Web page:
|Law No.19/97, October 1||Land Law|
|Law 20/97, October 1||Framework Environmental Law|
|Law No. 10/99||Forestry and Wildlife Law|
|Decree No. 12/2002 of June 6||Regulation of the Forestry and Wildlife Law|
|Law 30/90 of September 30||Fisheries Law|
|Decree 431/2003 of December 10||General Regulation of Maritime Fisheries|
|Decree 45/2006 of November 10||Regulation for Prevention of Pollution and Protection of Coastal and Marine Environment|
The Dugong and Seagrass Conservation Project in Mozambique comprises six sub-projects. Both MZ1 and MZ4 will develop and introduce incentives for local communities to abandon the use of detrimental fishing practices, while in the Bartolomeu Dias Point area, Inhassoro, a community-based management committee will be established (MZ1) and local people will be trained in dugong and seagrass monitoring techniques as well as participative monitoring and surveillance for effective management. An Environmental Education and Awareness programme will also be provided and a viable alternative livelihoods scheme piloted amongst local communities.
In the Bazaruto Archipelago area, a Dugong Protection Forum will be established and operated to build capacity and coach local authorities, operators and community fishing associations to undertake sustainable long-term dugong protection (MZ4).
Also in the Bazaruto Archipelago, MZ2 will gather data on dugong distribution in order to reduce existing knowledge gaps, while MZ3 will deliver a public awareness, education and social marketing campaign which will appoint community monitors to gather fisheries catch and bycatch information.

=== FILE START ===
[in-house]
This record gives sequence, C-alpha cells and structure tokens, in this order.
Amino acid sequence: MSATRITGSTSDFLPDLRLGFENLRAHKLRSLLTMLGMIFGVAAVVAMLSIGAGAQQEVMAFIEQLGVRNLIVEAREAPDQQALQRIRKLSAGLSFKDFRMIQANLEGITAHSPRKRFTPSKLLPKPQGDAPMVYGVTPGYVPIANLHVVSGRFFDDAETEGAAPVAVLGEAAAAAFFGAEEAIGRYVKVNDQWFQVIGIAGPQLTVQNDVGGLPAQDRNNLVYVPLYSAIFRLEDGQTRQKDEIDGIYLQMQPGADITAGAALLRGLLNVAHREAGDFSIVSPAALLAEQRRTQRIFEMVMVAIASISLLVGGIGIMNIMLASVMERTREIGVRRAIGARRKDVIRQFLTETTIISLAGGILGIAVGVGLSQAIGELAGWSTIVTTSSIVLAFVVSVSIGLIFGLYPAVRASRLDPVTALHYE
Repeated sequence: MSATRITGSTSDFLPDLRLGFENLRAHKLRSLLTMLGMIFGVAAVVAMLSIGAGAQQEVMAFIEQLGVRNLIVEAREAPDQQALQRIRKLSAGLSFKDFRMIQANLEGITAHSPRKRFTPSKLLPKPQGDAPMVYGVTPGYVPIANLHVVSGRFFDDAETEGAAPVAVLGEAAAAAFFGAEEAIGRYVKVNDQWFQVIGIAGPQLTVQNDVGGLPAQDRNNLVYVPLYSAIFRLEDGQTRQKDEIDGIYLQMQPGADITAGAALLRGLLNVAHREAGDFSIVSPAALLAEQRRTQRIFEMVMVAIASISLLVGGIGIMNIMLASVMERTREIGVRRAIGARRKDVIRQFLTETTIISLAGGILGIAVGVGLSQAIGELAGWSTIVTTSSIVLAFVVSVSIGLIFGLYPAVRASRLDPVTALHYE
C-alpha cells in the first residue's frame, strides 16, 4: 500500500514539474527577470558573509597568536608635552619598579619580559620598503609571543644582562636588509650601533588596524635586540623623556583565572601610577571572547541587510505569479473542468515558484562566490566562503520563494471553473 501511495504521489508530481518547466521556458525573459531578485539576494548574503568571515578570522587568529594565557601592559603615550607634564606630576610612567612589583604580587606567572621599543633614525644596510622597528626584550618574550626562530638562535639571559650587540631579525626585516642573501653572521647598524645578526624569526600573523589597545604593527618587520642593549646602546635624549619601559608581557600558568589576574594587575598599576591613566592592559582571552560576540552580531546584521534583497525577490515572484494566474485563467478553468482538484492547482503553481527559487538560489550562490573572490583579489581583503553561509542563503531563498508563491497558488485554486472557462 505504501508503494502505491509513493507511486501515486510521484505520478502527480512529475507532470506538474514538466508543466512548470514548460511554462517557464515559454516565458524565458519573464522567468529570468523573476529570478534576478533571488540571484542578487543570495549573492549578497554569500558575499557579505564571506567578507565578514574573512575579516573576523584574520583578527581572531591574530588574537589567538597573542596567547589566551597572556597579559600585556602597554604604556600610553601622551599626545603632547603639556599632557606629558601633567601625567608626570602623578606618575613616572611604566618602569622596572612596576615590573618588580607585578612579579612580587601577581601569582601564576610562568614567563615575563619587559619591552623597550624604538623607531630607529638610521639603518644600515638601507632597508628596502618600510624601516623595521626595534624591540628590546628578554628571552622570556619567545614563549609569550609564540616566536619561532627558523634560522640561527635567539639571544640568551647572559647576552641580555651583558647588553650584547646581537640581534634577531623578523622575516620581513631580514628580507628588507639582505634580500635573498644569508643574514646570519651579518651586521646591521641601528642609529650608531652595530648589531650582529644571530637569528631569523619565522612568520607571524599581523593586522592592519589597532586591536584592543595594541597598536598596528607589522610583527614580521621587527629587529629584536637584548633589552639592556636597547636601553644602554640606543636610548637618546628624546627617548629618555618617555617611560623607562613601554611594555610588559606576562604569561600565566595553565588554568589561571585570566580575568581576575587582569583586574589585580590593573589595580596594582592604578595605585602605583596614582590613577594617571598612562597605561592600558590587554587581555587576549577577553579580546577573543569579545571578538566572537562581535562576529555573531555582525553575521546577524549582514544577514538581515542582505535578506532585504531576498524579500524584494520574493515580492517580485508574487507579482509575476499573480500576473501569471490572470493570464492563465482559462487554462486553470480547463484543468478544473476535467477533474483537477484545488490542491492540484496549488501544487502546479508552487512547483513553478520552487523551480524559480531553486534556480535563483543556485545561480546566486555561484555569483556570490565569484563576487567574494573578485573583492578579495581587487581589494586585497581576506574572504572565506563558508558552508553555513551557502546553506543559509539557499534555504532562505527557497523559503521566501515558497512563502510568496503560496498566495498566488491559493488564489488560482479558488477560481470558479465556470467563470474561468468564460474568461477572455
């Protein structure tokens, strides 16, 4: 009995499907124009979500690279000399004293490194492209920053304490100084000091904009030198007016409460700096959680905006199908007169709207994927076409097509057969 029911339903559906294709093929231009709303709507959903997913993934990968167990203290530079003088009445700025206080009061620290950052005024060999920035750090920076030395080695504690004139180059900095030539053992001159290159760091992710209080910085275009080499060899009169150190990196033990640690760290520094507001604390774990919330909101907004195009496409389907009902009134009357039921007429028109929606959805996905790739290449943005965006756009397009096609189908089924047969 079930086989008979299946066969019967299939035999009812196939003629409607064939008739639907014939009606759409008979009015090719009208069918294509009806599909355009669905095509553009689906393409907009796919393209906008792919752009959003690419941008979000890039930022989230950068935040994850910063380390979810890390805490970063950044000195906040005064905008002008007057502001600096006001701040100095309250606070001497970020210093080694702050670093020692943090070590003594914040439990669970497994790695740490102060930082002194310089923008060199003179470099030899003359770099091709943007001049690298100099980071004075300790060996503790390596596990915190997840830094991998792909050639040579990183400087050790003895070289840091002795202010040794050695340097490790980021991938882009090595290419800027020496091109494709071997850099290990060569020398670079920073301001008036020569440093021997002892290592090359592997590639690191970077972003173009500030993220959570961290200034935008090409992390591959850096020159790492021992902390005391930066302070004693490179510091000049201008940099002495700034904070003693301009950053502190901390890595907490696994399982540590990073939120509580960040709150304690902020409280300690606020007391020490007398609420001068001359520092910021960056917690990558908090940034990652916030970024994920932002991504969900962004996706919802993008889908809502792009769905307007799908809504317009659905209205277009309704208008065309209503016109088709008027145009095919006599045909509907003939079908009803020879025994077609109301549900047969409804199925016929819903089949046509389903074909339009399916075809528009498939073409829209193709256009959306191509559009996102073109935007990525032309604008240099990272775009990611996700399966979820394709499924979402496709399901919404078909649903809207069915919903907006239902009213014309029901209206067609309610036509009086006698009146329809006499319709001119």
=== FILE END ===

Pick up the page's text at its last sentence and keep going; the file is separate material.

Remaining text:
At Vilanculos and Inhassoro, at least three participatory workshops will be undertaken with Community Fisheries Committees to discuss management gaps, identify and rank socially acceptable additional management measures and agree these with fishers (MZ5).
MZ6 will establish a National Facilitating Committee to coordinate the work of the other sub-projects and train committee members and key government stakeholders on the importance of sustainable management of seagrass ecosystems (MZ6).
|MZ1||Development of community-based activities to improve local engagement in marine management in the Bazaruto archipelago||Blue Ventures Conservation (BV)|
|MZ2||The distribution of dugongs in the coastal waters of Mozambique||Dugongs.org|
|MZ3||Developing an education and awareness campaign to conserve dugongs in the Bazaruto Archipelago and Mozambique||Dugongs.org|
|MZ4||The Bazaruto Dugong protection project||The Endangered Wildlife Trust (EWT)|
|MZ5||Participatory research of additional methods to reduce the impact of the beach seine fisheries on seagrass beds at Vilanculos and Inhassoro||Ministry of Land, Environment and Rural Development/National Directorate of Environment
(MITADER / DINAB)
|MZ6||National Facilitating Committee for the GEF Dugong and Seagrass Conservation Project||Ministry of Land, Environment and Rural Development/National Directorate of Environment
(MITADER / DINAB)